Landlording & Rental Properties

Why Managing Your Own Properties is (Almost) Always a Huge Mistake

Expertise: Commercial Real Estate, Personal Finance, Real Estate Marketing, Business Management, Landlording & Rental Properties, Real Estate Investing Basics, Personal Development, Real Estate News & Commentary, Mortgages & Creative Financing
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Being a landlord seems to be the go-to for many real estate investors new to the game. However, I can’t stress enough that from my personal experience, this has been the worst decision that I ever made as a real estate investing newbie. This is simply because now that I have been able to witness it firsthand, I can finally understand exactly how much work, effort, and sweat goes into managing your own property. Therefore, trust me when I say that I am totally convinced that this so-called “passive source of income” is far more active than it seems.

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Time is Scarcer Than Gold

Managing a property all by yourself without the help of a property management company will occupy so much of your time, and the thing is, the amount of time that you put into chasing after rent, screening for potential tenants, and fixing the broken sink, you could easily have used to either educate yourself, perform research, or invest in new properties. So while you might be able to save money managing the property firsthand, you will be losing time, which is your most precious asset. Sadly, time is often placed on a lower pedestal to wealth. However, it is important to keep in mind that while you can always generate income, you can never make more time.

Related: Investors: Believe Me, You CAN’T Afford Property Management. Here’s Why.

Living Life Like a Medical Resident

If you want to take on life as a landlord, you will have to brace yourself for some tough times ahead. You have surely heard stories about terrible tenants who completely destroy your home or run off without paying, getting evicted and so forth, but the truth of the matter is, even good tenants can be a real handful!

If you are the landlord, if the sink decides to play up during dinner time, who will the tenants call? You. If you are the landlord, if the electricity suddenly goes out in the middle of the night, who is in charge of fixing it? You. Every little problem with the property is always the landlord’s responsibility. So essentially, being a landlord means that you will always be on call — day in and day out. There is no holiday or designated “break time” for you, as you never know when a problem will suddenly occur.

Still don’t want a property manager/management company to handle all the ups and downs for you? Well, be prepared to embrace being the first one who gets a phone call, even if it means interrupting your much-needed beauty sleep at two o’clock in the morning.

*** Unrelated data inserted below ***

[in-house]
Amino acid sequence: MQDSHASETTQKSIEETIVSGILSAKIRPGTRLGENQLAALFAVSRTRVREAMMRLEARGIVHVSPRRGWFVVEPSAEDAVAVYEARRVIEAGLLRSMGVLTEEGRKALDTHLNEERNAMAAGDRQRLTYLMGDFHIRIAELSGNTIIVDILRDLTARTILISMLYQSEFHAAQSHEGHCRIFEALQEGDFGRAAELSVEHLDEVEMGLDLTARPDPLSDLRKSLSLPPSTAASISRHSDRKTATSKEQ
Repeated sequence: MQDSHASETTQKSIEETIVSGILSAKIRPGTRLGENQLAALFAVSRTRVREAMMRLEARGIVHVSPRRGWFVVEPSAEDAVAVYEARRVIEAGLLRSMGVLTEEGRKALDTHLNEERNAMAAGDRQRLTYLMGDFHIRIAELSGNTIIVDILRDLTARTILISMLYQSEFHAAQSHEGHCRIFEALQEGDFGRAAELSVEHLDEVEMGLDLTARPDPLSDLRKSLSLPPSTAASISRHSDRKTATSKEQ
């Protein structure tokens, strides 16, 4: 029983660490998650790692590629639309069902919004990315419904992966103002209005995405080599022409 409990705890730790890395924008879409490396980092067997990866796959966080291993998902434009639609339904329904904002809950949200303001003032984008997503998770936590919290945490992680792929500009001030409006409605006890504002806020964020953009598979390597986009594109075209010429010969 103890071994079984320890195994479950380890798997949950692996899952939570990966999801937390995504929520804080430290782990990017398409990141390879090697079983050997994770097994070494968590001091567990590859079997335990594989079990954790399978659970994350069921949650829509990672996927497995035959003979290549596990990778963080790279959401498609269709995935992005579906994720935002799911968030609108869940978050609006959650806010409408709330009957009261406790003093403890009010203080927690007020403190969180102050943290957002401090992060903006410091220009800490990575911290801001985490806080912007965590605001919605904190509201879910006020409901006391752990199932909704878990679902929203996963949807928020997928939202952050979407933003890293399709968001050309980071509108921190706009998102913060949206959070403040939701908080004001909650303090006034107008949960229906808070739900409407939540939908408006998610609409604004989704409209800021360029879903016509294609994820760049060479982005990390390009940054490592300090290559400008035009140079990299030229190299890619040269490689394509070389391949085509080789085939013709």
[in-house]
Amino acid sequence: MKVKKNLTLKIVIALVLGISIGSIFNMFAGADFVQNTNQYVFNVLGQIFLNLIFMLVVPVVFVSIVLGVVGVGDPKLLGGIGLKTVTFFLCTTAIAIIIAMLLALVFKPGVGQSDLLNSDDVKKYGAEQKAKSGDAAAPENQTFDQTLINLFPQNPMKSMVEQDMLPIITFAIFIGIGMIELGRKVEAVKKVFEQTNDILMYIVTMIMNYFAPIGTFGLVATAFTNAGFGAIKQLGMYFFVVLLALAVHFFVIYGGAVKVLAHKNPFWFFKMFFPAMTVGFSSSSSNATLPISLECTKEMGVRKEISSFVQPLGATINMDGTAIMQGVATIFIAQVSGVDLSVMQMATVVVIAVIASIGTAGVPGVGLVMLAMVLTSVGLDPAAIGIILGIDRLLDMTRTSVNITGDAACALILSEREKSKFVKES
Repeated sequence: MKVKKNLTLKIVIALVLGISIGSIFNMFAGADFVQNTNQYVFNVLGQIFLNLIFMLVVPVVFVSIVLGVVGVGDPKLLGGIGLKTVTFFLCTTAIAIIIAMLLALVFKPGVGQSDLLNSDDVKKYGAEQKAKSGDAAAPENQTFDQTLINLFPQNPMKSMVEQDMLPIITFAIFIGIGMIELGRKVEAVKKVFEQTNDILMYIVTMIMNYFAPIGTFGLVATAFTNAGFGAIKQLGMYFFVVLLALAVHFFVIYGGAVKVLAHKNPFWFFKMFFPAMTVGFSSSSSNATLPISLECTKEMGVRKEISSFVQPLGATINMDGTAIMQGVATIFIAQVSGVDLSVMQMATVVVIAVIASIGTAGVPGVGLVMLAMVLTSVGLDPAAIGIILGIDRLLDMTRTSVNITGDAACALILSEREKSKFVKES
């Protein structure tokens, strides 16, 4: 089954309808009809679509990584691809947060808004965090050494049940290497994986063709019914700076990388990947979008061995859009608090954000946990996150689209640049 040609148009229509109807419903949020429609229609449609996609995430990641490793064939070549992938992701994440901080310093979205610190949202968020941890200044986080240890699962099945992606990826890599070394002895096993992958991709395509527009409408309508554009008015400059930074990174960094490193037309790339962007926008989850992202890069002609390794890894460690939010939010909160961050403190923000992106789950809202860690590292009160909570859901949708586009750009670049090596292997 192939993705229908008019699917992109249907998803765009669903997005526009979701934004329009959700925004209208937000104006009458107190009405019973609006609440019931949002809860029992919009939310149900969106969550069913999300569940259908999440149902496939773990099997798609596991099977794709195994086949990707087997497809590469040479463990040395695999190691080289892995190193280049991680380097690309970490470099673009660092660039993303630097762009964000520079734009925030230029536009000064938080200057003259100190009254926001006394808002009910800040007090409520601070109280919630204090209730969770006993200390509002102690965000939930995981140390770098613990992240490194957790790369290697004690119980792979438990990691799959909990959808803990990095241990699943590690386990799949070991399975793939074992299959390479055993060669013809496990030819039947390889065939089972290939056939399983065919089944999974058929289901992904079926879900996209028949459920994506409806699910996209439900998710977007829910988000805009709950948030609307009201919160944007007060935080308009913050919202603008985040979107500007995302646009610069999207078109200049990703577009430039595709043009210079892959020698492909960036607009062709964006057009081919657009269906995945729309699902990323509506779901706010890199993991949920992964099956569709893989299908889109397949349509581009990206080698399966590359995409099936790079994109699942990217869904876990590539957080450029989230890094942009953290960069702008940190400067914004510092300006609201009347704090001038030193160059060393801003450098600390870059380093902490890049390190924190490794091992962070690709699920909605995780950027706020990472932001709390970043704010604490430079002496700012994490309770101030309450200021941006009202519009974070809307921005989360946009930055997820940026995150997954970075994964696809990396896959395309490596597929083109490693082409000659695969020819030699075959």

The Nice Guy Syndrome

The truth of the matter is, being a landlord requires guts. You have to be strong, persistent, and (almost) mentally unbreakable. However, the vast majority of us probably relate more to the everyday “nice guy” — as in, you’ll far prefer being an understanding landlord than one who enforces rules with a mighty fist if they ever come head to head with a difficult situation.

For example, imagine having a tenant whose lived in your rental for the past three months who suddenly loses their job — and their mother just passed away. They ask you to let them stay and promise to pay you back once they find a new job. However, four weeks pass, and they haven’t found a job yet. Tell me, what do you do? Sure, it might feel good to play the nice guy, and you might not have the heart to insist that they move out, but being a landlord involves making tough choices — even ones that you don’t like.

Getting Organized Will Make You A Better Investor

Related: 80 Smart Questions to Ask BEFORE Hiring Your Next Property Management Company

Remember, this is a business so you have to treat it that way. If you don’t have the heart to play the “bad cop,” then let the property manager/management company handle it. It will take a huge load off your mind (literally).

All in all, being a landlord isn’t a bad thing per se, but it isn’t something that you should leap into without some prior education. It is mentally tough, time consuming, and requires a whole lot of DIY. So if that doesn’t sound like something you’re into, then don’t jump on the landlord bandwagon, and instead, try looking into some other options that are available out there!

[Editor’s Note: We are republishing this article to help out our newer readers.]

Investors: Do you believe in self-managing your properties or hiring it out? Why?

Let me know with a comment!

Sterling is an multifamily investor specializing in value-add apartments in Indianapolis and other Midwestern markets. With just under a decade of experience in the real estate industry, Sterling w...
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    Dave Chow Investor from KS
    Replied almost 2 years ago
    I have seen quite some landlords who have been successfully managing their own properties for years without paying PMs. It greatly contradicts posts like this. I guess the title of this post would make more sense if everyone is having properties more than 100+. But still good to have those information if face scaling property units up.
    Matt Altrich Rental Property Investor from Lenexa, KS
    Replied almost 2 years ago
    As a new investor, I would never pay a PM company to manage a handful of (local) doors. In my opinion, that is foolish and a waste of money. I also invest in quality homes (that I would live in) so it’s relatively easy finding great tenants. Toilets are not randomly breaking at 2AM. It’s challenging to understand the business if you’re not involved and you’ll easily be separated from your profits.